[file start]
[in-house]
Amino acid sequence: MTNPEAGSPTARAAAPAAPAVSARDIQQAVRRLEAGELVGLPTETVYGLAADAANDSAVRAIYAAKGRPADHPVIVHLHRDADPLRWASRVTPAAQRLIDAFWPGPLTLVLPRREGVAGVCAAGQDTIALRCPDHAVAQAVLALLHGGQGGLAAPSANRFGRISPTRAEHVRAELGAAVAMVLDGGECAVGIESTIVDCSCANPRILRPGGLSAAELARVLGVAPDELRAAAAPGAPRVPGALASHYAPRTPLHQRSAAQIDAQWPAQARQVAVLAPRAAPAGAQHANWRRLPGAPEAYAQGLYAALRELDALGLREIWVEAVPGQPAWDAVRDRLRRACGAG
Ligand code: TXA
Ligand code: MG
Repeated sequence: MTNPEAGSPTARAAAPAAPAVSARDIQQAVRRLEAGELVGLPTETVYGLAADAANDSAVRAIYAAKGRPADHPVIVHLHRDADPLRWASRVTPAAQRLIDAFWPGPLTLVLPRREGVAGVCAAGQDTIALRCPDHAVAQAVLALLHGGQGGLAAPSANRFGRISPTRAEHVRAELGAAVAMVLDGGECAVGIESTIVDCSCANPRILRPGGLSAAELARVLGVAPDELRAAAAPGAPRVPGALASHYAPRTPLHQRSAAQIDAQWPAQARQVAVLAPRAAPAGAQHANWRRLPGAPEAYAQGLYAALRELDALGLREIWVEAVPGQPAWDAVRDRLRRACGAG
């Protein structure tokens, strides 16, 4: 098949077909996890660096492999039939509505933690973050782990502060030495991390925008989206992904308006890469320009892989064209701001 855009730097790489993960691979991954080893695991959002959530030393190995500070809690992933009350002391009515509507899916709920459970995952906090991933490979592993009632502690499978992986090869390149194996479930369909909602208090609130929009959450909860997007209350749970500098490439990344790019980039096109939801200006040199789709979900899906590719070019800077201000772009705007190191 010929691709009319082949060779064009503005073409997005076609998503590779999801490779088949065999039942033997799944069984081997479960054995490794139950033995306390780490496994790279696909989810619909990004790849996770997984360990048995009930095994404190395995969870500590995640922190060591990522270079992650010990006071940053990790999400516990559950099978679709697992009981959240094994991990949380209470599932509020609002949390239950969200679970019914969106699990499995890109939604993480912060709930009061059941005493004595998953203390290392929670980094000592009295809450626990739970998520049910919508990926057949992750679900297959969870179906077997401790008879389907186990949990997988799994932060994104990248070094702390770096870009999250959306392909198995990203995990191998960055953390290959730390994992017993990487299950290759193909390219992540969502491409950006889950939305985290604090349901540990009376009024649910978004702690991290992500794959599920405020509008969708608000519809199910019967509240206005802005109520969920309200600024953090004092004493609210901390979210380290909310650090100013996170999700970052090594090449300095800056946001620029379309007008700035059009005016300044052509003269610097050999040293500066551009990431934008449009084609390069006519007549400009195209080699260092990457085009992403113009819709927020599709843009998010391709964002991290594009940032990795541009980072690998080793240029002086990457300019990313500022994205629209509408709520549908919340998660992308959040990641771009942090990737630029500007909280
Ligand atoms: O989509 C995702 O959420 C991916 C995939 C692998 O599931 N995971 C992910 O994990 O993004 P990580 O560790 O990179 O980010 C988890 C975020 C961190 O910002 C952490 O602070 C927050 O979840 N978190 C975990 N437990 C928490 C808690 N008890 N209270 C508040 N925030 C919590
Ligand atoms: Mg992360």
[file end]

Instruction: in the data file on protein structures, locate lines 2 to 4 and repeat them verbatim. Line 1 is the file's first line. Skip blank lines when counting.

Amino acid sequence: MTNPEAGSPTARAAAPAAPAVSARDIQQAVRRLEAGELVGLPTETVYGLAADAANDSAVRAIYAAKGRPADHPVIVHLHRDADPLRWASRVTPAAQRLIDAFWPGPLTLVLPRREGVAGVCAAGQDTIALRCPDHAVAQAVLALLHGGQGGLAAPSANRFGRISPTRAEHVRAELGAAVAMVLDGGECAVGIESTIVDCSCANPRILRPGGLSAAELARVLGVAPDELRAAAAPGAPRVPGALASHYAPRTPLHQRSAAQIDAQWPAQARQVAVLAPRAAPAGAQHANWRRLPGAPEAYAQGLYAALRELDALGLREIWVEAVPGQPAWDAVRDRLRRACGAG
Ligand code: TXA
Ligand code: MG